A small posse of young bikers and at least one pink Hello Kitty helmet swirled into Missoula City Hall on Wednesday and headed straight to the office of the mayor.
The Rattlesnake Elementary School students had an appointment with Mayor John Engen, and he greeted the troop with a question.
"You guys ever been to the mayor's office before? It's way easier than the principal's office," Engen said.
"But the principal's office has a couch," said one youngster.
That exchange concluded the pleasantries, and the bikers and walkers delved into the business at hand: a report to Engen, their mayor and neighbor, of the challenges they face trying to safely walk and bike to school.
Clayton Polanchek, 8, rides his bike and walks in the neighborhood, headed for either school or the home of a friend. He keeps away from cars, but avoiding them means he takes a circuitous route.
"Instead of going the shorter way, I have to go on a really long path," Clayton said.
On some trips, he doesn't have sidewalks one-quarter or half the way. Some of the streets he uses aren't easy to cross, either.
"It's really rough," Clayton told the mayor.
Clayton and the rest of the team of 10 or so children who biked to City Hall then turned over the presentation to their adult spokeswoman, Caroline Lonski. Lonski, the parent of a Rattlesnake Elementary child and one of the adult bikers on the trip, had gathered cold hard data - as well as some color crayon drawings - into a thick binder for the mayor.
"We have 219 letters from kids of Rattlesnake Elementary," Lonski said.
The letters asked for safe ways to get to school, and the binder included data to back up the need. It came from second- through fifth-graders.
Here's one discovery: Almost one in four of the children who occasionally walk or bike to school from neighborhoods north of Creek Crossing and east of Lincolnwood have no sidewalks at all until south of Creek Crossing, according to the Rattlesnake research.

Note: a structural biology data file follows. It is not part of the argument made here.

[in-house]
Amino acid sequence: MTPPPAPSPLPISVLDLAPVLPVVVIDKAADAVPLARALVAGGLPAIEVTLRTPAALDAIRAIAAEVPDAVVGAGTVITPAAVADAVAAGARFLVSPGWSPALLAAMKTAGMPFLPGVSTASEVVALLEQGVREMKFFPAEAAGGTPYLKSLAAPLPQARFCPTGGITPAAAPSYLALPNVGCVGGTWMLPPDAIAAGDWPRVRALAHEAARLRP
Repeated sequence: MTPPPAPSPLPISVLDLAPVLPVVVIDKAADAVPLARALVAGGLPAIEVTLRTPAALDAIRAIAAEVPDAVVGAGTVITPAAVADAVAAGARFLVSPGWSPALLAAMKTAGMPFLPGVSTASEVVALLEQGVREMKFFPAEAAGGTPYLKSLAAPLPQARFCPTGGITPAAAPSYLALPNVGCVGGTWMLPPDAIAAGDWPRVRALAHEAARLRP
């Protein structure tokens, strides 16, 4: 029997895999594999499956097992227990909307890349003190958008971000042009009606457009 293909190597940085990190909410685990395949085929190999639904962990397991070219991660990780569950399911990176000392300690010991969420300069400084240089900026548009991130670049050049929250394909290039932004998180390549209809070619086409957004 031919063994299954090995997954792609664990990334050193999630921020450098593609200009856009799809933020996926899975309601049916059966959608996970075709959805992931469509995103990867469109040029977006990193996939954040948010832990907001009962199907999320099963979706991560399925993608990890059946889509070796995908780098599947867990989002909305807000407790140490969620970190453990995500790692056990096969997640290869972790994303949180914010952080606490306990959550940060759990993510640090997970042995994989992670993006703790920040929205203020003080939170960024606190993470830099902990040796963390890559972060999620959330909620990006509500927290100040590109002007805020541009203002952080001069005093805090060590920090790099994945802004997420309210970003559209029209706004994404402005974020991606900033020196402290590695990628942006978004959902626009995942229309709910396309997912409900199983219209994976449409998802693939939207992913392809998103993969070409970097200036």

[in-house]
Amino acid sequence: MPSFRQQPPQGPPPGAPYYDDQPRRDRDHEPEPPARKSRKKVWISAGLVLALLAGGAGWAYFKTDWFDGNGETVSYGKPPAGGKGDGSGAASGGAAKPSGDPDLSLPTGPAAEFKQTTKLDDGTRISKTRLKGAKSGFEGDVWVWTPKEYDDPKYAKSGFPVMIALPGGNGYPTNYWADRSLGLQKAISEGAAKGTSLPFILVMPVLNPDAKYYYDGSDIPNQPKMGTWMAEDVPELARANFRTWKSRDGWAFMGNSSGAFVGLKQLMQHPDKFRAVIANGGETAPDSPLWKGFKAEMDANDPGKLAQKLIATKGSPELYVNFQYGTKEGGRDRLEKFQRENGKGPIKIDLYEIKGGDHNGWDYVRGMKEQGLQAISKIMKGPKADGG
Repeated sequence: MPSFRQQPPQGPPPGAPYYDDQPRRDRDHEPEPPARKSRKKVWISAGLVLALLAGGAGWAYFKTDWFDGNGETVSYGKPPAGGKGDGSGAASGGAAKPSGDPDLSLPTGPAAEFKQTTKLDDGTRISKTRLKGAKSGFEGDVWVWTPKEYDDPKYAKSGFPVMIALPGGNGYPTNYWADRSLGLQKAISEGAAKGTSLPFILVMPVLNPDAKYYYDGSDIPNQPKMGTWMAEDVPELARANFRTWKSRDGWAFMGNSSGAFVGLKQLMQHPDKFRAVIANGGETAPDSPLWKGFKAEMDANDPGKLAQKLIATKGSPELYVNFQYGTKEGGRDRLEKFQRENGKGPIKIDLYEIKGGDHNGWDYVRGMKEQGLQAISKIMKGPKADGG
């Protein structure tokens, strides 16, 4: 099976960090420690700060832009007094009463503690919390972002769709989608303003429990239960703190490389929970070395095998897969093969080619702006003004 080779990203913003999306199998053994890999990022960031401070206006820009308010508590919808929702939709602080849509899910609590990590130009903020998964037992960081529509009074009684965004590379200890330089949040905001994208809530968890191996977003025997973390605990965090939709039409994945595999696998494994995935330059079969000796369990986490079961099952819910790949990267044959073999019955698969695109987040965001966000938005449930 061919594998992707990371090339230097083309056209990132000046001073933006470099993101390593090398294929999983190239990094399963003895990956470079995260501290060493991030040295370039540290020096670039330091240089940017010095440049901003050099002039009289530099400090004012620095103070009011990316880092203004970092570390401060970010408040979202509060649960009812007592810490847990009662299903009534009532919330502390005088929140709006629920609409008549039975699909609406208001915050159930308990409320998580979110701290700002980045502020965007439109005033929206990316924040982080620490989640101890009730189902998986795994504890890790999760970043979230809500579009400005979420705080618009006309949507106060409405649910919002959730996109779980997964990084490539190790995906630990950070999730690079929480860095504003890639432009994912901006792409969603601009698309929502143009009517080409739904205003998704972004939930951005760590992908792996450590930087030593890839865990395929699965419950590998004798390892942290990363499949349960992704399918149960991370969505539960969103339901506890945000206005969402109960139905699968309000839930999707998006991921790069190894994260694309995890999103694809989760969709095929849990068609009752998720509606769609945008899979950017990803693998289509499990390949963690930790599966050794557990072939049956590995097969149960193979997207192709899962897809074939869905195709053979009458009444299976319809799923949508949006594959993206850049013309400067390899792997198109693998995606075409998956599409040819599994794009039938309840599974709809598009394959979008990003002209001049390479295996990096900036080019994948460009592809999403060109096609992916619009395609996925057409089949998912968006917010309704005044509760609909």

The binder included copies of city maps showing walk-to-school routes. Children traced in crayon their own walk to school, but that's not all the maps showed. They marked trouble spots where sidewalks are missing and children share the road with vehicles going 45 mph, Lonski said.
"Every single danger spot with the exception of one falls directly on the ‘walk to school' routes," she said.
Mayor Engen listened and asked questions as six little people squeezed onto the big dark couch in his office. When citizens bring him problems, Engen said he asks them to suggest solutions.
He said he understands the need for sidewalks in the Rattlesnake, an area once considered a more rural part of Missoula. He also sees a challenge in the transition to an urban environment.
"Today, it's a city neighborhood, and if we're going to have city infrastructure, how do we foot the bill?" Engen said.
Lonski asked whether federal funding might be available, or if a citywide bond might work. The meeting lasted less than 30 minutes, with more conversation sure to take place ahead.
In the meantime, the mayor put a suggestion to the row of bright, upturned faces in his office.
"I'm recommending everyone take the rest of the day off," Engen said.
Soraya Kiely, almost 3, looked to be one rosy step ahead of him. Soraya, a frequent passenger in a bicycle Chariot, had already kicked off a pair of pink sandals onto the floor and tucked herself into the couch.
After she and the others departed the mayor's office, a riotous game of tag ensued outside City Hall.